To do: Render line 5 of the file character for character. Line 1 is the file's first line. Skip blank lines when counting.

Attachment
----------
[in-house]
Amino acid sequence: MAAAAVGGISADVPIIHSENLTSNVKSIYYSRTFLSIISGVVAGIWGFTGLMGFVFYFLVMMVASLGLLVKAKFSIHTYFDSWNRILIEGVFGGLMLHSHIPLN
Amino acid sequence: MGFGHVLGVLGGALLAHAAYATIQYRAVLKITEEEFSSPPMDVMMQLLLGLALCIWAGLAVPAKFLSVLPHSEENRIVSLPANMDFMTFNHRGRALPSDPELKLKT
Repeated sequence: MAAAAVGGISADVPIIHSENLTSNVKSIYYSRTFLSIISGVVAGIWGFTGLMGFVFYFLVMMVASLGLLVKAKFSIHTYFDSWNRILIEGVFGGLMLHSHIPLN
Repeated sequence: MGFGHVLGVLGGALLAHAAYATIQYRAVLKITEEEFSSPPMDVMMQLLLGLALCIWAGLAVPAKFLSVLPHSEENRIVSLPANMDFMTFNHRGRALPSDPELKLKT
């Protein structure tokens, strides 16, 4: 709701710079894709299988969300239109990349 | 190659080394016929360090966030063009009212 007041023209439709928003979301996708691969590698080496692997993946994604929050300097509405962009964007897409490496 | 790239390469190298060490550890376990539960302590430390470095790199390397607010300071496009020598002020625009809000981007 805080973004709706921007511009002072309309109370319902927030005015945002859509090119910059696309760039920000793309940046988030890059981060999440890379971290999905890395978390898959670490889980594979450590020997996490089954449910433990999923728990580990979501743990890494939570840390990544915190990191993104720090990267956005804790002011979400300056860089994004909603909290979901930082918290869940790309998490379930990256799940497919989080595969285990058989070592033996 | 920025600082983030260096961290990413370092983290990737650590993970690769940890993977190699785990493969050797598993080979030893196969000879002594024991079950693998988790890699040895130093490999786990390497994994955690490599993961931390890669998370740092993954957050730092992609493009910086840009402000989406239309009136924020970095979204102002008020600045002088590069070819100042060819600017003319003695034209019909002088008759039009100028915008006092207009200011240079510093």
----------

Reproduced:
Repeated sequence: MGFGHVLGVLGGALLAHAAYATIQYRAVLKITEEEFSSPPMDVMMQLLLGLALCIWAGLAVPAKFLSVLPHSEENRIVSLPANMDFMTFNHRGRALPSDPELKLKT